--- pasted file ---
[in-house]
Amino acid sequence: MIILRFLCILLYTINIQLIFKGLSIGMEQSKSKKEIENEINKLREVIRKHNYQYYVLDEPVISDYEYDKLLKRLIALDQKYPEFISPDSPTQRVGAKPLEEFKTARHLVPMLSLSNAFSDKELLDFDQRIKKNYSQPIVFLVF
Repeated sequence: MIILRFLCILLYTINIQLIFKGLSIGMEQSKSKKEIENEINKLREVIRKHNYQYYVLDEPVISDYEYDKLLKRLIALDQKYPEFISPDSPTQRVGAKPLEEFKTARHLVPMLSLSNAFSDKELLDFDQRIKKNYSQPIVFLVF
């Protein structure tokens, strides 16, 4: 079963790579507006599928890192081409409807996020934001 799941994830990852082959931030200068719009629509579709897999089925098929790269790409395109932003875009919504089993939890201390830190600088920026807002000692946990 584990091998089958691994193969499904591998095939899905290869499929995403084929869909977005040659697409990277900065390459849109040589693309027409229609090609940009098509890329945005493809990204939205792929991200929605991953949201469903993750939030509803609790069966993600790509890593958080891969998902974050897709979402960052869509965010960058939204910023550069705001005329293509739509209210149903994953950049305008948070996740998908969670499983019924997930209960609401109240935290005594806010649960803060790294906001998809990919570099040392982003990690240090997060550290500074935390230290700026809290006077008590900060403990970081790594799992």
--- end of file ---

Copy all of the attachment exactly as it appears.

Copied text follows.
[in-house]
Amino acid sequence: MIILRFLCILLYTINIQLIFKGLSIGMEQSKSKKEIENEINKLREVIRKHNYQYYVLDEPVISDYEYDKLLKRLIALDQKYPEFISPDSPTQRVGAKPLEEFKTARHLVPMLSLSNAFSDKELLDFDQRIKKNYSQPIVFLVF
Repeated sequence: MIILRFLCILLYTINIQLIFKGLSIGMEQSKSKKEIENEINKLREVIRKHNYQYYVLDEPVISDYEYDKLLKRLIALDQKYPEFISPDSPTQRVGAKPLEEFKTARHLVPMLSLSNAFSDKELLDFDQRIKKNYSQPIVFLVF
């Protein structure tokens, strides 16, 4: 079963790579507006599928890192081409409807996020934001 799941994830990852082959931030200068719009629509579709897999089925098929790269790409395109932003875009919504089993939890201390830190600088920026807002000692946990 584990091998089958691994193969499904591998095939899905290869499929995403084929869909977005040659697409990277900065390459849109040589693309027409229609090609940009098509890329945005493809990204939205792929991200929605991953949201469903993750939030509803609790069966993600790509890593958080891969998902974050897709979402960052869509965010960058939204910023550069705001005329293509739509209210149903994953950049305008948070996740998908969670499983019924997930209960609401109240935290005594806010649960803060790294906001998809990919570099040392982003990690240090997060550290500074935390230290700026809290006077008590900060403990970081790594799992």